Now that it's owned by T-Mobile US (NYSE:TMUS), MetroPCS has decided to drop its lawsuit against the FCC's net neutrality rules for wireless and wired networks, leaving Verizon Wireless (NYSE:VZ) as the sole challenger to the rules.
Verizon and MetroPCS have both been vocal opponents of the rules in court but MetroPCS indicated in a court filing on Friday in the U.S. Court of Appeals for the D.C. Circuit that it no longer wants to fight the rules. T-Mobile had not opposed the rules and completed its acquisition of MetroPCS earlier this month.
MetroPCS' decision to drop its suit doesn't mean the legal battle is over--far from it. Verizon's challenge to the rules is still pending but arguments for the case have not been set. Verizon declined to comment, according to The Hill.
Outgoing FCC Chairman Julius Genachowski, who stepped down on Friday, praised the move. "The FCC's widely supported open Internet framework has contributed to healthy growth in innovation and investment across the U.S. broadband economy. Since 2010, our strong and balanced rules have been protecting entrepreneurs and consumers, and have increased certainty and predictability for investors in Internet services as well as networks," Genachowski said in a statement. "The ongoing litigation--now pursued by a single company--only serves to reduce that certainty and predictability. I applaud T-Mobile's decision to withdraw from this litigation."
"We're happy that T-Mobile has dropped MetroPCS' lawsuit challenging the Open Internet rules. The rules are working," public interest group Public Knowledge said in a statement. "While they're not perfect, they reassure Internet companies that they will be able to reach users, they give ISPs a framework under which they can manage their networks and they provide a mechanism for working out disputes."
Under the FCC's rules, which the commission passed by a 3-2 party line vote in December 2010, wireless carriers are barred from blocking services such as Google Voice and Skype that compete with their own voice and video offerings, as well as those in which they have an attributable interest. However, the rules go light on wireless carriers, which do not face the same restrictions wired operators do on blocking Web traffic and other applications--a ban on unreasonable discrimination in transmitting lawful network traffic.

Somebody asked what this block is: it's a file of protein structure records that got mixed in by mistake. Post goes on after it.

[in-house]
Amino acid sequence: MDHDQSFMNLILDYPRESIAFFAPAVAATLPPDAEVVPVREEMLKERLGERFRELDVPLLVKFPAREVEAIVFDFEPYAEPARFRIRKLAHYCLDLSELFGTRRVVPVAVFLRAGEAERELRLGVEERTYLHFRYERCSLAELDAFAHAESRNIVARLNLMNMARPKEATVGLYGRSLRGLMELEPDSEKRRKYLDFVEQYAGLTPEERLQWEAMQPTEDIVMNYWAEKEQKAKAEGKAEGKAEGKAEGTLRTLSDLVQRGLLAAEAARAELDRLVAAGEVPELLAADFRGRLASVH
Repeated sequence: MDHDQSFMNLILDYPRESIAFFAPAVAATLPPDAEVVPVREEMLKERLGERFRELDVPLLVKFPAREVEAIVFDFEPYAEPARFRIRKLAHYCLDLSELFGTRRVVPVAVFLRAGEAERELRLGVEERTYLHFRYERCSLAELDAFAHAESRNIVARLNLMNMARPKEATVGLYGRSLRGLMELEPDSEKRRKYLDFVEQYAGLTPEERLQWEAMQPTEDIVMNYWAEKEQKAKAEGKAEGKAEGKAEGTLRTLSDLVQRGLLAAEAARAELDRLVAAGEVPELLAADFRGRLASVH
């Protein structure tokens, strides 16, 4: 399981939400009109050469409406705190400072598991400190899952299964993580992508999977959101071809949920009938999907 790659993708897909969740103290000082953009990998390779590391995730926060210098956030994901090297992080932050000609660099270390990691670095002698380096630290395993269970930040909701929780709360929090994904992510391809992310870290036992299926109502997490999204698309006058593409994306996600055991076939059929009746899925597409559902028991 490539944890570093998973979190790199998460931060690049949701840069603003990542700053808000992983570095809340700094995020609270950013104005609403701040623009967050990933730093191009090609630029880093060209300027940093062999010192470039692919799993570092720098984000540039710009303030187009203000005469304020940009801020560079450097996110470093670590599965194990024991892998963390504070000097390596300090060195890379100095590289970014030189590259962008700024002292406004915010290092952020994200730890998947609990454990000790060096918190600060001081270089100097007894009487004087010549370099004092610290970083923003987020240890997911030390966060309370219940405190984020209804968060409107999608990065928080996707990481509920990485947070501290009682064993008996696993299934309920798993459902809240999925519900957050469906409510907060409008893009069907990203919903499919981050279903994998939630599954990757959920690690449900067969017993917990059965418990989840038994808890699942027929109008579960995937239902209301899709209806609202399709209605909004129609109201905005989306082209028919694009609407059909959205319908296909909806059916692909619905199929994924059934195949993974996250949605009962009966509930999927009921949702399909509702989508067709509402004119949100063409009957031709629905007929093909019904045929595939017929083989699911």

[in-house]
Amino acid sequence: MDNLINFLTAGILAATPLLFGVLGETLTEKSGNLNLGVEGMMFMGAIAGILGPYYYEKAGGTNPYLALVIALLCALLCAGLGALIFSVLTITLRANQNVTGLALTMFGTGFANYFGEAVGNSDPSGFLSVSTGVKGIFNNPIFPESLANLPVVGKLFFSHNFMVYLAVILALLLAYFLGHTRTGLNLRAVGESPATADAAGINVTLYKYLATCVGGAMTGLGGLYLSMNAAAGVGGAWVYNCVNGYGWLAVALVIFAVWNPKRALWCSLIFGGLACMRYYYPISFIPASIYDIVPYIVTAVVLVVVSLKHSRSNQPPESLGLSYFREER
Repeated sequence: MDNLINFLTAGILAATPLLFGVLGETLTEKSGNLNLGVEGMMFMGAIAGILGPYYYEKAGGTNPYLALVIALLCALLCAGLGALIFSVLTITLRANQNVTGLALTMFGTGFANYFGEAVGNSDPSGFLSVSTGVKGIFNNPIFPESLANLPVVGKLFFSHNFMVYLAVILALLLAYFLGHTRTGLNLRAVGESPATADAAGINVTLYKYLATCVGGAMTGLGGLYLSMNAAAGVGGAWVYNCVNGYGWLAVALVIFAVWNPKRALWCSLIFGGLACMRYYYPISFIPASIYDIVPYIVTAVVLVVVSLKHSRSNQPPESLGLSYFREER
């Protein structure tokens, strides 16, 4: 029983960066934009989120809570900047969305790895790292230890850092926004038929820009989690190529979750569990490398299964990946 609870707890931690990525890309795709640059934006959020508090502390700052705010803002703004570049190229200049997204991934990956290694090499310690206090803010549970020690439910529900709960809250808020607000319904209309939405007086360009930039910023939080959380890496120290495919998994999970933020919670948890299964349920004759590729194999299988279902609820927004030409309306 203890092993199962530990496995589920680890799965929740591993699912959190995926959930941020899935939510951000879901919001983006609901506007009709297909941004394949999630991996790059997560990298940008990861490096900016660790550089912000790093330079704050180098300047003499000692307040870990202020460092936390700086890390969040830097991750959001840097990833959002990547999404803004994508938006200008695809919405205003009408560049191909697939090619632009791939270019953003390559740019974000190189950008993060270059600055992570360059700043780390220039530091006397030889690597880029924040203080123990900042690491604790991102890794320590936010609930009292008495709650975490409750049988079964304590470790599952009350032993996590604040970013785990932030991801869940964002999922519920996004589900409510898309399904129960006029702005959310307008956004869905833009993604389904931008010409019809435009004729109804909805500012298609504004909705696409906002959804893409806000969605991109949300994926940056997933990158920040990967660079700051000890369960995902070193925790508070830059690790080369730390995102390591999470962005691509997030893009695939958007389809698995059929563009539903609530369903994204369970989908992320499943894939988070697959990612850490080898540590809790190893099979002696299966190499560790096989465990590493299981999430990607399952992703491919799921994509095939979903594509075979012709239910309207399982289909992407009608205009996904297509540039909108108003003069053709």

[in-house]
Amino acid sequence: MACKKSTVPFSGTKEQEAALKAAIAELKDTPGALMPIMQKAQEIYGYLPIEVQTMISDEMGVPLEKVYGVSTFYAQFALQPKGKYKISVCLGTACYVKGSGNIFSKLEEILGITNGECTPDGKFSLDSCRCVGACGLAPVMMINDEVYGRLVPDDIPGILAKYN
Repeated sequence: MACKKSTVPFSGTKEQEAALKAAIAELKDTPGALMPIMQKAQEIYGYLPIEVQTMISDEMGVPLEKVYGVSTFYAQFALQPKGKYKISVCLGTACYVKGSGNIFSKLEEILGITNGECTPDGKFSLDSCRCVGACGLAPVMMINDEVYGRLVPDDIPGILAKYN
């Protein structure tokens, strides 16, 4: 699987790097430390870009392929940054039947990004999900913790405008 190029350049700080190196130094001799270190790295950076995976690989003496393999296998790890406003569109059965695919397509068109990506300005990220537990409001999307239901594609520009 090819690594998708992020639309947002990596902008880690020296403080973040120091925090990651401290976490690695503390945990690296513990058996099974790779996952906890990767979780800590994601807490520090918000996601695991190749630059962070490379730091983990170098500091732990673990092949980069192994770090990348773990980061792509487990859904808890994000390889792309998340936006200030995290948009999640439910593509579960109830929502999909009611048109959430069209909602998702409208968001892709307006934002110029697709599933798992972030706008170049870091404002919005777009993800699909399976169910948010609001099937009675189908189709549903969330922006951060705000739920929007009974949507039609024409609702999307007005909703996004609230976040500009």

Wireless carriers also face transparency requirements on network management policies and a basic "no-blocking" rule on lawful content and applications. The no-blocking rule won't generally apply to carriers engaged in the operations of application storefronts. The rules do allow for reasonable network management, which is defined as actions that are "appropriate and tailored to a legitimate network management purpose, taking into account network architecture."
The debate over net neutrality has flared into the open recently. AT&T Mobility's (NYSE:T) decision to block video chat features over cellular connections integrated into Google's (NASDAQ:GOOG) new Hangouts messaging service for Android for certain customers has revived complaints made against it last year when it imposed restrictions for Apple's (NASDAQ:AAPL) FaceTime.
Further, net neutrality advocates said they were worried by comments last week from AT&T CEO Randall Stephenson that he expects content and app developers to soon introduce new types of business models that will allow customers to get access to their content without racking up high data usage bills. His comments came after Wall Street Journal reported that ESPN was in discussions with at least one large U.S. carrier about subsidizing wireless access to its content.
"If AT&T and Verizon get their way, the days of the open Internet are numbered. Allowing a few deep-pocketed partners to pay for preferred treatment will stifle innovation, hinder competition, raise prices over time and give mobile phone companies the power to pick and choose the content you can access," Free Press Policy Director Matt Wood said in a recent statement. "AT&T has claimed for years that network congestion is the reason it needs data caps and steep overage fees. But if ESPN and other rich companies can pay to get around these artificial limits, it suggests what we've long suspected: AT&T's jacked-up fees and penalties are just there to gouge consumers. AT&T's whole business plan is to profit from the false scarcity it's created."
- see this court filing
- see this The Hill article
- see this Broadcasting & Cable article
- see this IDG News Service article
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